Researchers in the US have produced an electronic eye camera that uses a curved detection surface — like a human eye — to achieve exceptional imaging suitable for diverse applications.
This new imaging device could simplify the optics in miniature cameras, and the underlying approach to producing curved electronic surfaces could find use in biological monitoring devices and ‘smart’ prosthetics.
Reporting in this week’s Nature, John Rogers and colleagues at the University of Illinois at Urbana-Champaign and Northwestern University, Illinois, based their electronic eye camera on silicon electronics specially designed to allow large amounts of compressibility and stretchability. This means that “it can be molded onto a hemispherical substrate”, according to Takao Someya of the University of Tokyo commenting in a related ‘News and Views’ article.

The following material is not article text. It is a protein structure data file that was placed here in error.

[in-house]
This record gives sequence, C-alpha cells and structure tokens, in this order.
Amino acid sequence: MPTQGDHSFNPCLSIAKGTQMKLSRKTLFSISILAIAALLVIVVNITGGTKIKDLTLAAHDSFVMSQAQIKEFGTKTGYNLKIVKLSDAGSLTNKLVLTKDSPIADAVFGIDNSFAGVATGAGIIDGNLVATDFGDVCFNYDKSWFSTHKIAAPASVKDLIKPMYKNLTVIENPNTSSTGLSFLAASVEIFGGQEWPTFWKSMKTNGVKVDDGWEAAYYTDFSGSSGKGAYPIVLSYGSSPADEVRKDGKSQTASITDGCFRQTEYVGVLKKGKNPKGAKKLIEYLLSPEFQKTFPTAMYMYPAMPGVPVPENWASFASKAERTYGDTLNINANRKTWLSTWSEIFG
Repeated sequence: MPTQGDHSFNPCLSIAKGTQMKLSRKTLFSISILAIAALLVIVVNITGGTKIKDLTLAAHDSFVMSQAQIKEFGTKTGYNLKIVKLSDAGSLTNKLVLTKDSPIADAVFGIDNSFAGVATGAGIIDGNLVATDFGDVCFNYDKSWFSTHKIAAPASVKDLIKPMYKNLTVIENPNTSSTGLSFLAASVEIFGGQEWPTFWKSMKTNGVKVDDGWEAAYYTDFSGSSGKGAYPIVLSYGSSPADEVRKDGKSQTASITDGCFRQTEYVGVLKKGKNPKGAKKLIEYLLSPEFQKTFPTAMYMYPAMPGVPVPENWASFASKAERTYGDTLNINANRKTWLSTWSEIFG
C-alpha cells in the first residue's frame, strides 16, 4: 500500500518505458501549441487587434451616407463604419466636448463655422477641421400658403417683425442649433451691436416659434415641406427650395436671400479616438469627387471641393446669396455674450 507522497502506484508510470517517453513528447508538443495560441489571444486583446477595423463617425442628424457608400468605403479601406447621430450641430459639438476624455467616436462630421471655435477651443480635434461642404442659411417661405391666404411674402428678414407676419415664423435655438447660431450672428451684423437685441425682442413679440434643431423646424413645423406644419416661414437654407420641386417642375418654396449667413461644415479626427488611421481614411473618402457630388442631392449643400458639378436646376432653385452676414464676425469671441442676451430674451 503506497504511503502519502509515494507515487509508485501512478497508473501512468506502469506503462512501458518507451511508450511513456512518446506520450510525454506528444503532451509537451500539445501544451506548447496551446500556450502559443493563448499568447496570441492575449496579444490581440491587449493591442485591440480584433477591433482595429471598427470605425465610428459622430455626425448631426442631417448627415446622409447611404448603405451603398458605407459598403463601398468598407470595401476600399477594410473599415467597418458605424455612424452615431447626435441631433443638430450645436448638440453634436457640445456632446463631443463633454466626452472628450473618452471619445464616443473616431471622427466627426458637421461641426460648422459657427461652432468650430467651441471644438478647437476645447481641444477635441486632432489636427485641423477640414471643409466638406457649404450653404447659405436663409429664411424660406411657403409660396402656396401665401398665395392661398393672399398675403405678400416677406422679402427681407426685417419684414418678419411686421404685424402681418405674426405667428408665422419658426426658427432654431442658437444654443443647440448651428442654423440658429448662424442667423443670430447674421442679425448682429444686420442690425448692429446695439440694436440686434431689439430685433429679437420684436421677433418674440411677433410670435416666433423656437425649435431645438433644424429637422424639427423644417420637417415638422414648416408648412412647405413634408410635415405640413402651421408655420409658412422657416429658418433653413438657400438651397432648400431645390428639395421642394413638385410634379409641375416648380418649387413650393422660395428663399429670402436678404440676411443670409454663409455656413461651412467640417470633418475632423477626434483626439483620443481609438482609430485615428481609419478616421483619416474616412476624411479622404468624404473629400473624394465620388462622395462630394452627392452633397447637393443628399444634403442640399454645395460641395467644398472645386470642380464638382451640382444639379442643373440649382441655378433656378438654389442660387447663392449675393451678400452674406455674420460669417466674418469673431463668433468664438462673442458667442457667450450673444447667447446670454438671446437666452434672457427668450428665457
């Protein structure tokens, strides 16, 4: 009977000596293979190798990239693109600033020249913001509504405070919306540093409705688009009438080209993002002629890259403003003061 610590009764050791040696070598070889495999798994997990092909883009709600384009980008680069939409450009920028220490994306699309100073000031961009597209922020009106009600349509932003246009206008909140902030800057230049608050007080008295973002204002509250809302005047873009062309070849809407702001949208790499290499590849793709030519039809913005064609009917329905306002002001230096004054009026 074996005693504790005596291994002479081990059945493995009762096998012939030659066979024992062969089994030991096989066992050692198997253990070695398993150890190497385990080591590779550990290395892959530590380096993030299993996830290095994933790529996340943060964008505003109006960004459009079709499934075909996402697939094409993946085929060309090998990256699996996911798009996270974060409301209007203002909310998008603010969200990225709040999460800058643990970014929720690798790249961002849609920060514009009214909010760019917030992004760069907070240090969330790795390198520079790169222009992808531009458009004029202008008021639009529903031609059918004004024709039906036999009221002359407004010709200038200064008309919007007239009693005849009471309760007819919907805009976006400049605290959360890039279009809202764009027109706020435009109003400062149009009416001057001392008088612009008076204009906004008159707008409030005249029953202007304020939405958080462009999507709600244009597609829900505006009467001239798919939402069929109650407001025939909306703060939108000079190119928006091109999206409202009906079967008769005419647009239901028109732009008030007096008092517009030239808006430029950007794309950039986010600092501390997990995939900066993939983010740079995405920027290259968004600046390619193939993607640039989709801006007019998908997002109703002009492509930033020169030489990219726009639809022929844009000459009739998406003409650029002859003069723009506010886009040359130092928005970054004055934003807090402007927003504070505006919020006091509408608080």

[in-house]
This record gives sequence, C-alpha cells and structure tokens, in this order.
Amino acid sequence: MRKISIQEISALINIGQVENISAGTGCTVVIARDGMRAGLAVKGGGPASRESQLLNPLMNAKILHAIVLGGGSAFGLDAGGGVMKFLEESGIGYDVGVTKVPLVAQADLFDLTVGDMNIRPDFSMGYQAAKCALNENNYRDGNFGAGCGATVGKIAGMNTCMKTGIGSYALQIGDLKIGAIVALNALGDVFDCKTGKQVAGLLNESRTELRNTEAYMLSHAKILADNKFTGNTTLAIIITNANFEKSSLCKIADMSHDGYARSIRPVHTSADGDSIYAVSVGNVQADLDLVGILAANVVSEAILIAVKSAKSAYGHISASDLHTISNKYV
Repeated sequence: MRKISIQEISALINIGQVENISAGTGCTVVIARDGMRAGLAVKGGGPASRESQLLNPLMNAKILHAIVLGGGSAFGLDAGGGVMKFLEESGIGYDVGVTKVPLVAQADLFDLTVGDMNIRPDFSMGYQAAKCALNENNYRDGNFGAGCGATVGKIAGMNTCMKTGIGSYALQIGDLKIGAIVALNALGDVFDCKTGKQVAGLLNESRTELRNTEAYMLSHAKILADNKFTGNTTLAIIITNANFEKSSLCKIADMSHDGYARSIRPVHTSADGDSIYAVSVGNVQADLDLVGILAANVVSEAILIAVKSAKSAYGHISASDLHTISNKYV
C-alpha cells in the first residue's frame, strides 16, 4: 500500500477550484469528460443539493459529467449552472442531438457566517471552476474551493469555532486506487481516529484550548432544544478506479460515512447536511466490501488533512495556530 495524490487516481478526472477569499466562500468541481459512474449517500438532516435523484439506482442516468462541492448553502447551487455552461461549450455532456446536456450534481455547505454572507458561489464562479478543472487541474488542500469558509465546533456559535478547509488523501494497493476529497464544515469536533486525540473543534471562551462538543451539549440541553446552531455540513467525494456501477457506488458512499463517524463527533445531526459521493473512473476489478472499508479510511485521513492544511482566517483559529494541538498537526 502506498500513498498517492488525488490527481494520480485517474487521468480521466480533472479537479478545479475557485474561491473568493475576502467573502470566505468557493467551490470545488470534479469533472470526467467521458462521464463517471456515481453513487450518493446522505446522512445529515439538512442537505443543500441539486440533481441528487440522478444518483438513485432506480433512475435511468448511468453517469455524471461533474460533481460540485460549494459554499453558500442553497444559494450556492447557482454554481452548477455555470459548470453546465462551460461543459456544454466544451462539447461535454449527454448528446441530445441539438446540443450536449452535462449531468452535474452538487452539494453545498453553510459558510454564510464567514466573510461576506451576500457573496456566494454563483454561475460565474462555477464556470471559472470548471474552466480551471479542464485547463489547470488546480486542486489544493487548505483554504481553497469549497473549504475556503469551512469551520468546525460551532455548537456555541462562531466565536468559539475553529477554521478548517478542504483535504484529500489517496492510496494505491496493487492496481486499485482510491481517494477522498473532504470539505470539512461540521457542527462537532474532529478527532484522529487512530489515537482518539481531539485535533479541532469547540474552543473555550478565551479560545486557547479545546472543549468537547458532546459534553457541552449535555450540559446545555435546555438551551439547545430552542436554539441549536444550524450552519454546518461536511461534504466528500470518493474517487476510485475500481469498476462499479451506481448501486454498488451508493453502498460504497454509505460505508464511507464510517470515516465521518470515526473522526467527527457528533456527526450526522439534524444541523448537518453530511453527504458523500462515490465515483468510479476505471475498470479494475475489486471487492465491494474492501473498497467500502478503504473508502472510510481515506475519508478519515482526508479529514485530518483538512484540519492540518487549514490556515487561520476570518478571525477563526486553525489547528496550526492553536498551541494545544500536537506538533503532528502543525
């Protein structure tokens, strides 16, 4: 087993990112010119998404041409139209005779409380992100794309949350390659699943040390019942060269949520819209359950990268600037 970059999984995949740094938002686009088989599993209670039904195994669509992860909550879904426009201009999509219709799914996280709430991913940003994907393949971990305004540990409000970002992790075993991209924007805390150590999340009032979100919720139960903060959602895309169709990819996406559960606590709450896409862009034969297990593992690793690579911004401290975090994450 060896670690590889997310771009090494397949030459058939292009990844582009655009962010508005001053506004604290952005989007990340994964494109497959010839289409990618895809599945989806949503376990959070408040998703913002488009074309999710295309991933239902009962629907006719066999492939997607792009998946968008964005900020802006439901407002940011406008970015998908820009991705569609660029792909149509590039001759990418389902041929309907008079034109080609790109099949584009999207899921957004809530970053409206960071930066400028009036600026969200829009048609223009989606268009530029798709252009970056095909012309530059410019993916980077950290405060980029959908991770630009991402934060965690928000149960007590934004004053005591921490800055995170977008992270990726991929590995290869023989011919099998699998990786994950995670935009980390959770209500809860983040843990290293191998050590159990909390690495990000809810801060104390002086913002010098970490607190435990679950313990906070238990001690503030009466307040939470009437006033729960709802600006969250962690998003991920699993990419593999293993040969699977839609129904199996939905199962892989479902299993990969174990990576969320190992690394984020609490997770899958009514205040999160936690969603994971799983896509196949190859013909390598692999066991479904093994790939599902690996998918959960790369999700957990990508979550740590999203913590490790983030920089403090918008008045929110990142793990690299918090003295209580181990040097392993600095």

Previous attempts to create hemispherical shapes in flat imaging materials, such as semiconductor materials and glass plates, focused on the deformation of plastic sheets and the folding of elastic membranes and proved difficult to achieve.
Transformation of flat layouts into curved shapes, in the case of imaging systems, allows for wide-angle fields of view, compact sizes and low image distortions that could prove useful in the production of many different imaging devices.
This technology, for example, “could be applied to integrate optoelectronics onto complex curvilinear surfaces for use in health-monitoring devices that optically detect concentrations of oxygen and other constituents in blood,” notes Someya.
- Electronic eyeballs (News & Views p703, doi: 10.1038/454703a)
- A hemispherical electronic eye camera based on compressible silicon optoelectronics (Letter p748, doi: 10.1038/nature07113)
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